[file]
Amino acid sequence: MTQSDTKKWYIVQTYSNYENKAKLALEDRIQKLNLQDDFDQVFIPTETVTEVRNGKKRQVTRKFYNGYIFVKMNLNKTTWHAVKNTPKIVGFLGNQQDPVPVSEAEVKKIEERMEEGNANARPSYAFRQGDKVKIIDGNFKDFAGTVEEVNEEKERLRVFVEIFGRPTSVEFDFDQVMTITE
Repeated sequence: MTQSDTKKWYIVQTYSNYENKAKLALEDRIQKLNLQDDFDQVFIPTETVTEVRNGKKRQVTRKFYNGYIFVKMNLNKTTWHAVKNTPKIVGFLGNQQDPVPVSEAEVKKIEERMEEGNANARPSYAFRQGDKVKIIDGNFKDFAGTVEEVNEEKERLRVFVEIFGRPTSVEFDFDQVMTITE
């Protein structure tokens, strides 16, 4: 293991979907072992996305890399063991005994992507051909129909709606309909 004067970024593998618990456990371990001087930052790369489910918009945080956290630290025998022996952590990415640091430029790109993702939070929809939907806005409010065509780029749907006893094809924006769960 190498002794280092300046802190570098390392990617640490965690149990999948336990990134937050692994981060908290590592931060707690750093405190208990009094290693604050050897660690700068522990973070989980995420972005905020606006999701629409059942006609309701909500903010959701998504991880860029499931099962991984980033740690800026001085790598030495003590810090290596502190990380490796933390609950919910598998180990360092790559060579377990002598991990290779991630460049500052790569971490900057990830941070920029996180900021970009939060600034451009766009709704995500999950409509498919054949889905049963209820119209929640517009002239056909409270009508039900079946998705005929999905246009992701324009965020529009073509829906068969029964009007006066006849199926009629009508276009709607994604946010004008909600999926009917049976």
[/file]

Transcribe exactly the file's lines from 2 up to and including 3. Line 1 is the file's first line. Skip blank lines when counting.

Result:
Repeated sequence: MTQSDTKKWYIVQTYSNYENKAKLALEDRIQKLNLQDDFDQVFIPTETVTEVRNGKKRQVTRKFYNGYIFVKMNLNKTTWHAVKNTPKIVGFLGNQQDPVPVSEAEVKKIEERMEEGNANARPSYAFRQGDKVKIIDGNFKDFAGTVEEVNEEKERLRVFVEIFGRPTSVEFDFDQVMTITE
């Protein structure tokens, strides 16, 4: 293991979907072992996305890399063991005994992507051909129909709606309909 004067970024593998618990456990371990001087930052790369489910918009945080956290630290025998022996952590990415640091430029790109993702939070929809939907806005409010065509780029749907006893094809924006769960 190498002794280092300046802190570098390392990617640490965690149990999948336990990134937050692994981060908290590592931060707690750093405190208990009094290693604050050897660690700068522990973070989980995420972005905020606006999701629409059942006609309701909500903010959701998504991880860029499931099962991984980033740690800026001085790598030495003590810090290596502190990380490796933390609950919910598998180990360092790559060579377990002598991990290779991630460049500052790569971490900057990830941070920029996180900021970009939060600034451009766009709704995500999950409509498919054949889905049963209820119209929640517009002239056909409270009508039900079946998705005929999905246009992701324009965020529009073509829906068969029964009007006066006849199926009629009508276009709607994604946010004008909600999926009917049976």